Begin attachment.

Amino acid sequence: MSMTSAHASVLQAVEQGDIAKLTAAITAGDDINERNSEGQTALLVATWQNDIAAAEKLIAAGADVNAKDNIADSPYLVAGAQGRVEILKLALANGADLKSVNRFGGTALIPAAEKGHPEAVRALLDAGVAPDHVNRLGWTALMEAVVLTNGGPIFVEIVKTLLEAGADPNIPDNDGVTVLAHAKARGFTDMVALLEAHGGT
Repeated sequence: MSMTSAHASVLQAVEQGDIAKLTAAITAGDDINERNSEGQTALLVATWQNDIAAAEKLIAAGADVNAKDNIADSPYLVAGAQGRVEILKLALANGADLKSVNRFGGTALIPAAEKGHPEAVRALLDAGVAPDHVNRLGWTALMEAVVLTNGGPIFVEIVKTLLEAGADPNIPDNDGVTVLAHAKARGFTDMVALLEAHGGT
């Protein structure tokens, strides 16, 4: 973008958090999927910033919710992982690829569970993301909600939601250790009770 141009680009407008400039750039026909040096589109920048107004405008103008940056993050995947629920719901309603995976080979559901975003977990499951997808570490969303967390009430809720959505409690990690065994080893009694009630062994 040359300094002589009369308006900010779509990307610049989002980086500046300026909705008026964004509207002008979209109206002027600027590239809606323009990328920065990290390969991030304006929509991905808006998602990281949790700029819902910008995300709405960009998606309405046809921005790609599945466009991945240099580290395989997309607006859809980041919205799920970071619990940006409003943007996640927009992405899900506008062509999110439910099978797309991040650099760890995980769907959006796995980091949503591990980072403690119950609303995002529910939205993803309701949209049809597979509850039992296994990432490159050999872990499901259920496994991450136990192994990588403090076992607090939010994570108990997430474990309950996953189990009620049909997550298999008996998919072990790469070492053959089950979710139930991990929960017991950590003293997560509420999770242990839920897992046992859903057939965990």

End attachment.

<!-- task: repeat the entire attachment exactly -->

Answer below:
Amino acid sequence: MSMTSAHASVLQAVEQGDIAKLTAAITAGDDINERNSEGQTALLVATWQNDIAAAEKLIAAGADVNAKDNIADSPYLVAGAQGRVEILKLALANGADLKSVNRFGGTALIPAAEKGHPEAVRALLDAGVAPDHVNRLGWTALMEAVVLTNGGPIFVEIVKTLLEAGADPNIPDNDGVTVLAHAKARGFTDMVALLEAHGGT
Repeated sequence: MSMTSAHASVLQAVEQGDIAKLTAAITAGDDINERNSEGQTALLVATWQNDIAAAEKLIAAGADVNAKDNIADSPYLVAGAQGRVEILKLALANGADLKSVNRFGGTALIPAAEKGHPEAVRALLDAGVAPDHVNRLGWTALMEAVVLTNGGPIFVEIVKTLLEAGADPNIPDNDGVTVLAHAKARGFTDMVALLEAHGGT
């Protein structure tokens, strides 16, 4: 973008958090999927910033919710992982690829569970993301909600939601250790009770 141009680009407008400039750039026909040096589109920048107004405008103008940056993050995947629920719901309603995976080979559901975003977990499951997808570490969303967390009430809720959505409690990690065994080893009694009630062994 040359300094002589009369308006900010779509990307610049989002980086500046300026909705008026964004509207002008979209109206002027600027590239809606323009990328920065990290390969991030304006929509991905808006998602990281949790700029819902910008995300709405960009998606309405046809921005790609599945466009991945240099580290395989997309607006859809980041919205799920970071619990940006409003943007996640927009992405899900506008062509999110439910099978797309991040650099760890995980769907959006796995980091949503591990980072403690119950609303995002529910939205993803309701949209049809597979509850039992296994990432490159050999872990499901259920496994991450136990192994990588403090076992607090939010994570108990997430474990309950996953189990009620049909997550298999008996998919072990790469070492053959089950979710139930991990929960017991950590003293997560509420999770242990839920897992046992859903057939965990």